the appellants' contention that the school district should have made its own evaluations instead of relying on records obtained from DePaul, dismissed in Savka on the ground that the petitioners cited no authority prohibiting this practice and the fact that under existing regulations the appellants could have requested a fresh evaluation and did not do so. The same circumstances obtained in this case. In the same stead is the appellants' argument that the records on which the placement determination was made were outdated. The State Board of Education regulations at 22 Pa. Code § 13.31(c) requires that an exceptional person must be evaluated not less than every two years or annually at the request of the parents. No request for an annual evaluation was made by Melissa's parents so that question is solely that of whether the evaluations here used were more than two years old. The school district relied on the psychological, audiological and educational tests made at DePaul in March and November of 1977. Since the placement at Beechwood was made in May, 1978, the evaluation was conducted within two years and therefore was not outdated. In Savka the same determination with respect to evaluation was made somewhat closer to the date of placement.

The appellants also complain that they were denied an impartial hearing because the hearing officer was a professor at Slippery Rock State College and therefore, as they term it, an employee of the Secretary of Education. In Savka, we held this issue to have been waived for failure of the parents to object to the hearing officer's conducting the hearing; here an objection was made. We reject the appellants' thesis on the merits of this case. The only regulation on the subject is that found at 22 Pa. Code § 13.32(12) which states that the hearing officer should not be an officer, employee or agent of the school district or intermediate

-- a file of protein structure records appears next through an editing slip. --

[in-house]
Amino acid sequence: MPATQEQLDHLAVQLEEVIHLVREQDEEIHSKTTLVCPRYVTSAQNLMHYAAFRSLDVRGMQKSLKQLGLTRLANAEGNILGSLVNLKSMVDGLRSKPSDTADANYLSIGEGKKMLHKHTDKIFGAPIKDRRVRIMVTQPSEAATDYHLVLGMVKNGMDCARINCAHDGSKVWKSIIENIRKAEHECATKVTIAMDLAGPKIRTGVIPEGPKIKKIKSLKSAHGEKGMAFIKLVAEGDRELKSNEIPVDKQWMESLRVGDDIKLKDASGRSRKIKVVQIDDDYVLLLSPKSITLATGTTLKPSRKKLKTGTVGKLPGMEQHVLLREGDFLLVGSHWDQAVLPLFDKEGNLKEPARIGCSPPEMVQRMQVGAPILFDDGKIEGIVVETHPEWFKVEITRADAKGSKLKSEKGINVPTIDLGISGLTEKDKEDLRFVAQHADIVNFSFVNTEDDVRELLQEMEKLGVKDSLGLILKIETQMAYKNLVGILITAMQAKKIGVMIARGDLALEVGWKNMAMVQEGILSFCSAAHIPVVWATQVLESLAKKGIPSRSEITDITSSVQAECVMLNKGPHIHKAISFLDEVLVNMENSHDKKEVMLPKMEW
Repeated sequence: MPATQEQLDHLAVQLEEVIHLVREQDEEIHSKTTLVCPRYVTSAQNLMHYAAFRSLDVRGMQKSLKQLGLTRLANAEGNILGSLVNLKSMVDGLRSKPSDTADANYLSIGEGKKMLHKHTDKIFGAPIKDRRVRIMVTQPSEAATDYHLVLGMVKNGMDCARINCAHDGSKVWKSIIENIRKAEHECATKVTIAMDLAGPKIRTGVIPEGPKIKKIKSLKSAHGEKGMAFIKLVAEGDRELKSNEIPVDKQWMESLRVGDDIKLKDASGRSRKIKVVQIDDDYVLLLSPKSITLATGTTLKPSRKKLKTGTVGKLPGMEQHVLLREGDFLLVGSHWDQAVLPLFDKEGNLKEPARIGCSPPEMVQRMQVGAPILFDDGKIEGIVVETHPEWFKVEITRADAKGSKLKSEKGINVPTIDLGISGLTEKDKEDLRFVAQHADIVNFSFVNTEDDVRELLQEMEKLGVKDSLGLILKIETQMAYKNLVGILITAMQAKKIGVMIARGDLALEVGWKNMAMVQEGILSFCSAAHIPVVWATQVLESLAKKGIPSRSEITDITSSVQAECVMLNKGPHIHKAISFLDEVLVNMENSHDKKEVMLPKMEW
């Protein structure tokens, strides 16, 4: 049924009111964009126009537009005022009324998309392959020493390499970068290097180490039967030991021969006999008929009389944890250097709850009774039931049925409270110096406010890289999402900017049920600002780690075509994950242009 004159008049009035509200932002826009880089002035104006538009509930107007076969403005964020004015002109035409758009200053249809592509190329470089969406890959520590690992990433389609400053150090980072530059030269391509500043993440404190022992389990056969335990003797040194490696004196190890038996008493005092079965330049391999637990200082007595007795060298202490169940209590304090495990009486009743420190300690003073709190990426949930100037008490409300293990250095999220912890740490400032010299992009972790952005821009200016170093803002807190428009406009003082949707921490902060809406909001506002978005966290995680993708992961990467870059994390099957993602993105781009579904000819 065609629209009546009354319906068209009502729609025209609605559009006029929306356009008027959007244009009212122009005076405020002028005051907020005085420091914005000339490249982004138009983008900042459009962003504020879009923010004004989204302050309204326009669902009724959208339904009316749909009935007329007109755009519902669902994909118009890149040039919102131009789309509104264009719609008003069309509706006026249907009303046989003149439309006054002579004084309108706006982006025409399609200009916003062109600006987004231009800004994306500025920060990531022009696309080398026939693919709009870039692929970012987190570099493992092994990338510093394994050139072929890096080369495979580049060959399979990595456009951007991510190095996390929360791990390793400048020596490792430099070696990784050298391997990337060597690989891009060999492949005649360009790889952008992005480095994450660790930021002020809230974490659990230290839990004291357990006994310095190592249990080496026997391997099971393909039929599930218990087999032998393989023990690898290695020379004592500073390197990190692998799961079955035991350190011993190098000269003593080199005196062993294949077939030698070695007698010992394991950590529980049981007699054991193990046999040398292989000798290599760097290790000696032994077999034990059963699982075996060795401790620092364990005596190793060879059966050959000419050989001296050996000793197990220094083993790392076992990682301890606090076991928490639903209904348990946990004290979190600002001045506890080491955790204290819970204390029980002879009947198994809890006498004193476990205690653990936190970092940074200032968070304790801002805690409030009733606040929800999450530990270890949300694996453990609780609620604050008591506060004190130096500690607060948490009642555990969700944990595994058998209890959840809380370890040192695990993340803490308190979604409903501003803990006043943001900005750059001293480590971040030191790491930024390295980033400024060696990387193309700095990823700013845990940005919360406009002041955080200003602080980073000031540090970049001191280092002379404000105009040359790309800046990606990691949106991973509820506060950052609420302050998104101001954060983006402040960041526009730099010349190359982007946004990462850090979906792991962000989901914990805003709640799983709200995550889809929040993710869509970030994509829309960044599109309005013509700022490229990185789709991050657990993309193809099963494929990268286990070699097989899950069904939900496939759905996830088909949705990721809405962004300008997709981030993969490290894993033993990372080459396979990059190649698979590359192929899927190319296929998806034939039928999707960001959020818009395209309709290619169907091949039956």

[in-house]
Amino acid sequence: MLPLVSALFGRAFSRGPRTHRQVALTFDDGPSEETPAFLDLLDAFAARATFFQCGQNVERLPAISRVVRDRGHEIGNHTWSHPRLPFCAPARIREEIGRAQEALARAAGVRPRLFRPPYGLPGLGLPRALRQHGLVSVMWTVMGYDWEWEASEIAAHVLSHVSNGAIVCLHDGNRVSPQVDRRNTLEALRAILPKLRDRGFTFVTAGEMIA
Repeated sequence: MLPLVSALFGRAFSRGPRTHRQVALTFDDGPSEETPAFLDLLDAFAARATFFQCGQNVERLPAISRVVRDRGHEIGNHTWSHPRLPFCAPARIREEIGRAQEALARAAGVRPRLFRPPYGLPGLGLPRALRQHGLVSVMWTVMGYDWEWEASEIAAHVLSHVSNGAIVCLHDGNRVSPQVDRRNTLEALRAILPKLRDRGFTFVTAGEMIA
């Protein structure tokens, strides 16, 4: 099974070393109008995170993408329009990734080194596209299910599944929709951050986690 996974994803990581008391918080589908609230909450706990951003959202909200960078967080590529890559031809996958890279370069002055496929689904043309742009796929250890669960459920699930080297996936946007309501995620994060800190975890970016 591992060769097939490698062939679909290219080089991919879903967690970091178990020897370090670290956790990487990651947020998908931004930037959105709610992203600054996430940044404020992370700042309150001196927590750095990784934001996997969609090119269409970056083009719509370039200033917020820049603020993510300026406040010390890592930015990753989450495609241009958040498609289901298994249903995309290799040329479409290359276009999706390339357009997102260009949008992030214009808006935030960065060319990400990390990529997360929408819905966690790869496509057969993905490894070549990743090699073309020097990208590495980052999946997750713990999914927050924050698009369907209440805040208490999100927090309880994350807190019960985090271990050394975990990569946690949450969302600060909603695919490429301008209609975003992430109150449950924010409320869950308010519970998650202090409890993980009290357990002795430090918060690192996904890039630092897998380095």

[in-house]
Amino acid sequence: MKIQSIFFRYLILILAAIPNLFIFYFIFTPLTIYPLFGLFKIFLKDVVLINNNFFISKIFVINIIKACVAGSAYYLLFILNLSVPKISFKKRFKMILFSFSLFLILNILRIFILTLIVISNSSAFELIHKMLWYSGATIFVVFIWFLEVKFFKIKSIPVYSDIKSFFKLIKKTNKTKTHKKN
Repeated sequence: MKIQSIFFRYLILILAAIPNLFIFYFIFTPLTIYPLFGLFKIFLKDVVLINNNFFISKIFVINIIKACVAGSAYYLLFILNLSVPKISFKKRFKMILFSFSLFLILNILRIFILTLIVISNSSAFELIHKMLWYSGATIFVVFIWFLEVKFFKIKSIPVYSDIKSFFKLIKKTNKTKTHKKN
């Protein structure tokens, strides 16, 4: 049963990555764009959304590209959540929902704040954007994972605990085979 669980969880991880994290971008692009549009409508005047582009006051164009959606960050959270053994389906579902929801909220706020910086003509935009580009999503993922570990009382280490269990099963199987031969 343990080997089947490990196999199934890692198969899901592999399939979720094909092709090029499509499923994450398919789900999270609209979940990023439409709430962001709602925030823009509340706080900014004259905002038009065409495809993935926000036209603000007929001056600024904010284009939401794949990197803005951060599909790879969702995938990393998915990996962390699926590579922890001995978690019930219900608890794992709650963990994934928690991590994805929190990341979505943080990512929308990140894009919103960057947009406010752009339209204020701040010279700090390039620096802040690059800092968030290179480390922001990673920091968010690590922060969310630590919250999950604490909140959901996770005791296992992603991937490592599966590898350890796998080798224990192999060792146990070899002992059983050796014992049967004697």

[ 64 Pa. Commw. Page 196]

    unit in which the exceptional child resides. In recent cases we have held that due process principles were not violated when the attorneys for the same agency appeared in different roles in an employee demotion proceeding, since functions performed by the attorneys were different and there was no actual prejudice. Miller v. Department of Transportation, 59 Pa. Commonwealth Ct. 446, 429 A.2d 1278 (1981). We have also held that no improper commingling of adjudicatory and prosecutory functions occurred when one assistant state attorney general served as a hearing officer and another prosecuted, an insurance licensure case. Romano v. Pennsylvania Insurance Commission, William J. Sheppard and the Pennsylvania Insurance Commission, 45 Pa. Commonwealth Ct. 19, 404 A.2d 758 (1979). The hearing officer in this class of case does not have final adjudicatory authority; he simply hears the evidence and makes recommendations to the Secretary. Furthermore, the hearing officer here, a professor at Slippery Rock State Teachers College, could hardly be said to be subject to the influence of the Secretary of Education merely because both are functionaries of the Department of Education. Finally, on this subject, a fair reading of this record reveals that the hearing officer's rulings were if anything overly favorable to the appellants. For instance, on the motion of their counsel, the hearing officer sequestered the witnesses although most of the testimony was of a highly technical nature ...